NYU Undergrads Join Strike -- for a Day
Some New York University undergraduates played hooky Wednesday to show support for striking graduate students.
Hundreds of undergraduate and graduate students and faculty members -- estimates ranged from 250, by NYU, to 450-800, by protesters -- forsook the classroom for a rally, organized by the undergraduate-run Graduate/Undergraduate Solidarity Committee, in Washington Square Park in Greenwich Village. It was unclear how many of those in attendance were undergraduates boycotting class for the day, but several people made rough guesses that there were around 100 undergraduates at the rally.
The walk-out was the latest step in the strike that began November 9 by graduate assistants protesting NYU’s decision this summer to stop negotiating with the Graduate Student Organizing Committee, the local affiliate of the United Auto Workers that had represented about 1,000 NYU graduate assistants.
The rally began with several theater students dramatizing the struggle. The students had a 9-foot puppet of President John Sexton that remained mute while a student impersonating the provost spoke for him. On Monday, Sexton sent a letter to all graduate assistants telling them that, in order to ensure the continuity of education for undergraduates, they had to be back in class by December 5 or face losing their stipend and teaching assignments for the spring. Graduate students would still be allowed to take classes, and NYU has offered loans in lieu of a stipend for those who remain on the picket line. Some departments that have been very supportive of the strike, such as American studies and history, have said that they will not help the administration to identify which graduate students are on strike, and which are not.
Aiden Amos, an undergraduate who has had two classes moved off campus by faculty members supporting the strike, and another class cancelled until the strike ends, said there have been inconveniences, but that “this is important to [undergraduates] too. It’s about how democratic or undemocratic the school is,” she said.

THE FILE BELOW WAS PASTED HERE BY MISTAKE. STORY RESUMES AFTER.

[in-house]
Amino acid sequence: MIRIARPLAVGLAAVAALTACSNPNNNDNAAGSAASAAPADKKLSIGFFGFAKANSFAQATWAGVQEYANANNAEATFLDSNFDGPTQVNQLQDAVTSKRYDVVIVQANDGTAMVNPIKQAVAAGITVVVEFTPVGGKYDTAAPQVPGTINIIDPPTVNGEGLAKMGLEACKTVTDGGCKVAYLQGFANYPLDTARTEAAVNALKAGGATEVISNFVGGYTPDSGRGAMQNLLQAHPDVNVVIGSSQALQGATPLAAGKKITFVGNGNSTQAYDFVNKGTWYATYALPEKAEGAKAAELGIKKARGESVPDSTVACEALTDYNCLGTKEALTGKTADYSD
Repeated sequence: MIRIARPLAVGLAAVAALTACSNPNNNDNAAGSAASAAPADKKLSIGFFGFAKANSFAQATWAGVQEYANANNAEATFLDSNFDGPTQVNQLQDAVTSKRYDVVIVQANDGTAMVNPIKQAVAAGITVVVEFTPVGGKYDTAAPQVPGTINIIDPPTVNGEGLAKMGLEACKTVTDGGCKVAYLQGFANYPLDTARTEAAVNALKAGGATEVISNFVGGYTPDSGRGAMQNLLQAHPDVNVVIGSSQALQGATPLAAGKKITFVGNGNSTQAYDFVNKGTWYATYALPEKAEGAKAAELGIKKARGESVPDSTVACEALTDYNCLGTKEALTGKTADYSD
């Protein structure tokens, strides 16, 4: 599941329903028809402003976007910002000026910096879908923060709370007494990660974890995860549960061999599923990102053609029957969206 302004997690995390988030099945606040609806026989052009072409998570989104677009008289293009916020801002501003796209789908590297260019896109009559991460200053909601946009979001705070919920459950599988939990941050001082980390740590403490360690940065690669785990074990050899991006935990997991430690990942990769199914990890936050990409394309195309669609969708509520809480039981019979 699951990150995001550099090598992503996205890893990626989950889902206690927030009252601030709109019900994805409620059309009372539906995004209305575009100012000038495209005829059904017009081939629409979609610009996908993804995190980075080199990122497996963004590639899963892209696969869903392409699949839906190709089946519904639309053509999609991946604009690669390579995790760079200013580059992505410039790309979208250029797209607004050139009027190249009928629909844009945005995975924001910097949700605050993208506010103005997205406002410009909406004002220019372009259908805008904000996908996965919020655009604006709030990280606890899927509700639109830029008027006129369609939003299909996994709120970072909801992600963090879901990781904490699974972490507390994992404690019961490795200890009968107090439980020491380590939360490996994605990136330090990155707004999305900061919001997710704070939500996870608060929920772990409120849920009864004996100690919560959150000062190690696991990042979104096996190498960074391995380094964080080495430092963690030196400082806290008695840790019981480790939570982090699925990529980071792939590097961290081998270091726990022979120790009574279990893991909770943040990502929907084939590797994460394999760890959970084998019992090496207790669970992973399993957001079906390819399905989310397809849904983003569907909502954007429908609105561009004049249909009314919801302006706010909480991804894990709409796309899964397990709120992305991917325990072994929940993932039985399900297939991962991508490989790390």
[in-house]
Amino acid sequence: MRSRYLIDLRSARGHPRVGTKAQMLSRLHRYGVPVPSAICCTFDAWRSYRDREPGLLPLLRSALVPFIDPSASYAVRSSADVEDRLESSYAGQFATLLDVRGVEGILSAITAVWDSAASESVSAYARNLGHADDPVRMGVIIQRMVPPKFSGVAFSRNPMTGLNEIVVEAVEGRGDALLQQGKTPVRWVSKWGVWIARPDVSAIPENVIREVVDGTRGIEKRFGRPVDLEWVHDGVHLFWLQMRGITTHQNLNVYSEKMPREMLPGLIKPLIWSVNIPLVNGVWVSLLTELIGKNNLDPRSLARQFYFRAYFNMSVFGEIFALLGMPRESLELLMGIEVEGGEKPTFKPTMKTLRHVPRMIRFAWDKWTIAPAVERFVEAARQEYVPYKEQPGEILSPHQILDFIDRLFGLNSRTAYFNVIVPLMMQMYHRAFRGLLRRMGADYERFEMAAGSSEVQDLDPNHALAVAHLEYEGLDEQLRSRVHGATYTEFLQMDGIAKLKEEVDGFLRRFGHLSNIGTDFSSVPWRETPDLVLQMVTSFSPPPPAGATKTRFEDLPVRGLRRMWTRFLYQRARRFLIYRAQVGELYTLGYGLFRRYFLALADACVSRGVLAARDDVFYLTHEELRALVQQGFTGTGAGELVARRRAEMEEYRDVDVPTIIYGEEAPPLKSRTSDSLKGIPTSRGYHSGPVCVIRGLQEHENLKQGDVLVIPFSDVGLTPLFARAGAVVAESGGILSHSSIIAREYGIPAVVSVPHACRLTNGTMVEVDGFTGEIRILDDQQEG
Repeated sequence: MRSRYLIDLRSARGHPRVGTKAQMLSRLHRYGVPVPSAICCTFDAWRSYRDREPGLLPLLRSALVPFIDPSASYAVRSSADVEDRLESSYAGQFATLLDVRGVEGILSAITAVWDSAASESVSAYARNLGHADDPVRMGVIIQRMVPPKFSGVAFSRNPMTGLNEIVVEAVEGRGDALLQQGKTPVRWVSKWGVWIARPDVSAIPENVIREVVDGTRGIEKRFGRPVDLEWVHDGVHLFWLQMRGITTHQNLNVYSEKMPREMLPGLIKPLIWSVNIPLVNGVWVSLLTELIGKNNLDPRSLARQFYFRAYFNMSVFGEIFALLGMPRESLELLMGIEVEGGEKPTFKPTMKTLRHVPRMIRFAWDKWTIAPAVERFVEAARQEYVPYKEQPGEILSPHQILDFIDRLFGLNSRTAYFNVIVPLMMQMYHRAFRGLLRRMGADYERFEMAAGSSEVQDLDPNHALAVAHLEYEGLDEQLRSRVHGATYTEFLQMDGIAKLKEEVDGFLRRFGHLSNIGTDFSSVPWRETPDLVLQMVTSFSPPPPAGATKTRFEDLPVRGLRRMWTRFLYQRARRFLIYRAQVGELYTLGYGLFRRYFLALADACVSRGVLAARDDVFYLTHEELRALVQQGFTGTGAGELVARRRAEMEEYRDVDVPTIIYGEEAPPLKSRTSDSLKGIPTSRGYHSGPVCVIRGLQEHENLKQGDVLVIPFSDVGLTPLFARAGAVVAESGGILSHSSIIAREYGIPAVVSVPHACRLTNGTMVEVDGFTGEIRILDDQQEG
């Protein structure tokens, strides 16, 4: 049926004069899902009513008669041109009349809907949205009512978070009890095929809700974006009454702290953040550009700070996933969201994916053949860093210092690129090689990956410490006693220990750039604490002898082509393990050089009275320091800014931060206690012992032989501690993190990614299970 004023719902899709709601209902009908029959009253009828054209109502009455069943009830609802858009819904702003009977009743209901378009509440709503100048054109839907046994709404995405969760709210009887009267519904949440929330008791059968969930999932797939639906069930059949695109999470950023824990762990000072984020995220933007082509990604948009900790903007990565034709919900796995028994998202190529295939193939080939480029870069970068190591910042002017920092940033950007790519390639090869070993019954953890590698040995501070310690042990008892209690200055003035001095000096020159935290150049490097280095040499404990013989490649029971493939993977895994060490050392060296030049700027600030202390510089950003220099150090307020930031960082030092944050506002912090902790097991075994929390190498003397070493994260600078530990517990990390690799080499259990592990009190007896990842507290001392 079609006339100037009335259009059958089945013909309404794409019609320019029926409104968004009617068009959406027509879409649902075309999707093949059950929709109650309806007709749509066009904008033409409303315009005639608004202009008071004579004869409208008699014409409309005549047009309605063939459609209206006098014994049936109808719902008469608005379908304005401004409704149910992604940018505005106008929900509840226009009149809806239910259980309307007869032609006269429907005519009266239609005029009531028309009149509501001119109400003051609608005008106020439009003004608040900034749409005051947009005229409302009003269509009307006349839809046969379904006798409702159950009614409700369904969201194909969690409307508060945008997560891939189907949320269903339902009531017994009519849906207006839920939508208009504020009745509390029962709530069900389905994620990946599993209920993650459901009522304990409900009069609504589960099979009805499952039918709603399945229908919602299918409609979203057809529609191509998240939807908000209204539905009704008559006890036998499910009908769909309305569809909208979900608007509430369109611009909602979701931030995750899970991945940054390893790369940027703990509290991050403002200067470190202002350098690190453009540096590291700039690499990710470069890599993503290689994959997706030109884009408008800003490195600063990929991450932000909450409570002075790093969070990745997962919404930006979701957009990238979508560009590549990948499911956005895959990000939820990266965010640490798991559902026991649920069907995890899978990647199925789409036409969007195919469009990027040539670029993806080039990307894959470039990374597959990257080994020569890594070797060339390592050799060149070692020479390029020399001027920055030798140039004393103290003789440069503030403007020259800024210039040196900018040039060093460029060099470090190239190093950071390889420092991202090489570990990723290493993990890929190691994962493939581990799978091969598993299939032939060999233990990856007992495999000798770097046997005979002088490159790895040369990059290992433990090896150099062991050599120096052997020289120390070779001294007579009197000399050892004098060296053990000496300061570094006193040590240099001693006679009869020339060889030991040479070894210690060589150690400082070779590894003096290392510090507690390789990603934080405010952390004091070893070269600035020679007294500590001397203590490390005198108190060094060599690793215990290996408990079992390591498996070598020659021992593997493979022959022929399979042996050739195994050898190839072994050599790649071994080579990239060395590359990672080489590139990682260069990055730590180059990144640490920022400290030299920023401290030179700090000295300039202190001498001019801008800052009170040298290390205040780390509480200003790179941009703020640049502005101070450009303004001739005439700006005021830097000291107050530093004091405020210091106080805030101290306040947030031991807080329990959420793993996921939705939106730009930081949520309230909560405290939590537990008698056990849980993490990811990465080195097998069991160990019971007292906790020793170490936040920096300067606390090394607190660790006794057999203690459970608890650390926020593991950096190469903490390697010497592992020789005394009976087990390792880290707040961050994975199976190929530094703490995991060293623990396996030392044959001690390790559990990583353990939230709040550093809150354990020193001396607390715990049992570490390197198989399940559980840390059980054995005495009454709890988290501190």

Amos spent part of the rally marching with a teaching assistant from one of her classes. “I’m learning more out here than I would have learned in class,” she said.
Around 1 p.m., a group of about 100 protesters flooded Bobst Library and headed toward Sexton’s 12th floor office to deliver a letter from undergraduates to him. The letter says that teaching assistants “interests are in fact our interests, and that their working conditions are our learning conditions,” and asks Sexton to negotiate with GSOC to “restore peace to our now-divided campus.” The students were not allowed to get all the way to Sexton’s office. But an assistant in the president’s office did take the letter.
John Beckman, a spokesman for NYU, wrote in an e-mail that NYU appreciates “the opportunity to hear the views of today’s group of some 250 of our 39,000 students (including the 60 who came upstairs in the library).”
As has become customary, Wednesday’s rally included faculty members. Many professors have not been affected by and have no interest in the strike. But others, particularly the approximately 230 members of Faculty Democracy, have continued gathering steam in support of the strike.
Several faculty members said they knew that at least a few, and perhaps more, colleagues who did not hold class Wednesday in order to allow both graduate and undergraduate students to take part in the rally.
Search for Jobs